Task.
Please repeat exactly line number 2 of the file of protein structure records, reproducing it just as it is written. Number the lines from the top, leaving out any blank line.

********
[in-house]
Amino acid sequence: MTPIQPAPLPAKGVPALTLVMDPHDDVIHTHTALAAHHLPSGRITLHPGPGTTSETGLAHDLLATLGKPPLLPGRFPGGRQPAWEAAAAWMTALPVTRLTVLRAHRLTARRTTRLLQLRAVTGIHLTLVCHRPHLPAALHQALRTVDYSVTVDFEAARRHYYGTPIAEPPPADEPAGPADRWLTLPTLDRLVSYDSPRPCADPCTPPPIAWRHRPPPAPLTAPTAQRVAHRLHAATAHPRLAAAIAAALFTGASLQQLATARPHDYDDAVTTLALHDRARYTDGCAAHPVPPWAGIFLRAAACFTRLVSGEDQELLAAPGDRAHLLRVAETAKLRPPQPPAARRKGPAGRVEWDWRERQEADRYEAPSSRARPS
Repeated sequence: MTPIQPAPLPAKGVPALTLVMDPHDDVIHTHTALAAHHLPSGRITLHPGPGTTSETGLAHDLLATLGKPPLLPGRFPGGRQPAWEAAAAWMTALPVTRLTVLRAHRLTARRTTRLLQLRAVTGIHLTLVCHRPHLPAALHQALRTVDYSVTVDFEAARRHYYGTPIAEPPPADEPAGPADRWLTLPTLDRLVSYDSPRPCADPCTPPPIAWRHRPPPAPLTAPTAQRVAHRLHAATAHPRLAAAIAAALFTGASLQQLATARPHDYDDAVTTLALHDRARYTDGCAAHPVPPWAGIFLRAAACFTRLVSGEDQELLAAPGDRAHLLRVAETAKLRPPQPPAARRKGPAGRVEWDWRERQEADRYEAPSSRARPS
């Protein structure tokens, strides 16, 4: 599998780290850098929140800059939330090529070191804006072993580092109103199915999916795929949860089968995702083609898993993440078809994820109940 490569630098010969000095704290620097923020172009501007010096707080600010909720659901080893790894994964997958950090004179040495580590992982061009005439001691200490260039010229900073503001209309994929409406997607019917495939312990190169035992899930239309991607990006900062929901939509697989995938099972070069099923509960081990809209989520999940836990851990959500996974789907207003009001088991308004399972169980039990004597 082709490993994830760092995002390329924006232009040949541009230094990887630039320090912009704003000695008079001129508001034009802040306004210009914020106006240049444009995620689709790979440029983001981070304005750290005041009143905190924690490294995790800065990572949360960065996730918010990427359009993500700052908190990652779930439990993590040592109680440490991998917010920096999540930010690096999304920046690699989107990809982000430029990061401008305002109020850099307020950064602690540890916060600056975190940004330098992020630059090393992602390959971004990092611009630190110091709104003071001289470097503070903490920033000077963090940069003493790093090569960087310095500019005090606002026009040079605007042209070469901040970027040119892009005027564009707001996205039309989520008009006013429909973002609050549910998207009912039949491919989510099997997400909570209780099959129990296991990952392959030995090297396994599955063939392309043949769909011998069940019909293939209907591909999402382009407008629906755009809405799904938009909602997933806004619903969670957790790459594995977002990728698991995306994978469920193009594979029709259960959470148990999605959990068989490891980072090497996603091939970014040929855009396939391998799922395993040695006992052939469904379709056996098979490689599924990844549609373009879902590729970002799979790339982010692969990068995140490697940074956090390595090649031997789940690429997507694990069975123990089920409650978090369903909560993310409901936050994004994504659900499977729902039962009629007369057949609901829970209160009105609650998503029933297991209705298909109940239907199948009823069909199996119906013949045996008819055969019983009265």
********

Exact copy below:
Amino acid sequence: MTPIQPAPLPAKGVPALTLVMDPHDDVIHTHTALAAHHLPSGRITLHPGPGTTSETGLAHDLLATLGKPPLLPGRFPGGRQPAWEAAAAWMTALPVTRLTVLRAHRLTARRTTRLLQLRAVTGIHLTLVCHRPHLPAALHQALRTVDYSVTVDFEAARRHYYGTPIAEPPPADEPAGPADRWLTLPTLDRLVSYDSPRPCADPCTPPPIAWRHRPPPAPLTAPTAQRVAHRLHAATAHPRLAAAIAAALFTGASLQQLATARPHDYDDAVTTLALHDRARYTDGCAAHPVPPWAGIFLRAAACFTRLVSGEDQELLAAPGDRAHLLRVAETAKLRPPQPPAARRKGPAGRVEWDWRERQEADRYEAPSSRARPS